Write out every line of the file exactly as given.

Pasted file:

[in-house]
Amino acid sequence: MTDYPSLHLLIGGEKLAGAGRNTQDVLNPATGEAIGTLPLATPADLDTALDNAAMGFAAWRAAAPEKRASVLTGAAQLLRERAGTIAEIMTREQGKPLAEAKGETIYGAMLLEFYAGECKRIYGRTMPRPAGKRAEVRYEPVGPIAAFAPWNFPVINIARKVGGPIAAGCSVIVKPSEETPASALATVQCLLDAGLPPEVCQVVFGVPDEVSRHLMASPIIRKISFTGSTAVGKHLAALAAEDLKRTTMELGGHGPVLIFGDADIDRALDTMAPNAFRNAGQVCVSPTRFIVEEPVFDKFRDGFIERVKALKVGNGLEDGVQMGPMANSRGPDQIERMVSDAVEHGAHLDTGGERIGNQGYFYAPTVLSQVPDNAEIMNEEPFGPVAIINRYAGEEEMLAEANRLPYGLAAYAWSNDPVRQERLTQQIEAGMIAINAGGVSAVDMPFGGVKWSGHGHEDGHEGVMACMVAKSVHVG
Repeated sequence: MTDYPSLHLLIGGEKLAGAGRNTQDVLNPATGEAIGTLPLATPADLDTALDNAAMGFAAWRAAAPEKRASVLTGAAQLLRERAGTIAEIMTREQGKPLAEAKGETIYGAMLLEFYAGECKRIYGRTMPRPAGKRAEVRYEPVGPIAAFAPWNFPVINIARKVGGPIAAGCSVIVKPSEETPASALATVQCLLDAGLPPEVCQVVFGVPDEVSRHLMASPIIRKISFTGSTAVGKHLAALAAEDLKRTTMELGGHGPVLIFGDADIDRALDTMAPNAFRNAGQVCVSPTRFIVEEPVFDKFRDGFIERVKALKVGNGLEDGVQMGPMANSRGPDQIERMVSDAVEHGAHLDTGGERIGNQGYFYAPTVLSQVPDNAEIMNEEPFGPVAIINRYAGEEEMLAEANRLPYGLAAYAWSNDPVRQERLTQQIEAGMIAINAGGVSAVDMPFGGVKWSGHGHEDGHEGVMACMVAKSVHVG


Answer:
[in-house]
Amino acid sequence: MTDYPSLHLLIGGEKLAGAGRNTQDVLNPATGEAIGTLPLATPADLDTALDNAAMGFAAWRAAAPEKRASVLTGAAQLLRERAGTIAEIMTREQGKPLAEAKGETIYGAMLLEFYAGECKRIYGRTMPRPAGKRAEVRYEPVGPIAAFAPWNFPVINIARKVGGPIAAGCSVIVKPSEETPASALATVQCLLDAGLPPEVCQVVFGVPDEVSRHLMASPIIRKISFTGSTAVGKHLAALAAEDLKRTTMELGGHGPVLIFGDADIDRALDTMAPNAFRNAGQVCVSPTRFIVEEPVFDKFRDGFIERVKALKVGNGLEDGVQMGPMANSRGPDQIERMVSDAVEHGAHLDTGGERIGNQGYFYAPTVLSQVPDNAEIMNEEPFGPVAIINRYAGEEEMLAEANRLPYGLAAYAWSNDPVRQERLTQQIEAGMIAINAGGVSAVDMPFGGVKWSGHGHEDGHEGVMACMVAKSVHVG
Repeated sequence: MTDYPSLHLLIGGEKLAGAGRNTQDVLNPATGEAIGTLPLATPADLDTALDNAAMGFAAWRAAAPEKRASVLTGAAQLLRERAGTIAEIMTREQGKPLAEAKGETIYGAMLLEFYAGECKRIYGRTMPRPAGKRAEVRYEPVGPIAAFAPWNFPVINIARKVGGPIAAGCSVIVKPSEETPASALATVQCLLDAGLPPEVCQVVFGVPDEVSRHLMASPIIRKISFTGSTAVGKHLAALAAEDLKRTTMELGGHGPVLIFGDADIDRALDTMAPNAFRNAGQVCVSPTRFIVEEPVFDKFRDGFIERVKALKVGNGLEDGVQMGPMANSRGPDQIERMVSDAVEHGAHLDTGGERIGNQGYFYAPTVLSQVPDNAEIMNEEPFGPVAIINRYAGEEEMLAEANRLPYGLAAYAWSNDPVRQERLTQQIEAGMIAINAGGVSAVDMPFGGVKWSGHGHEDGHEGVMACMVAKSVHVG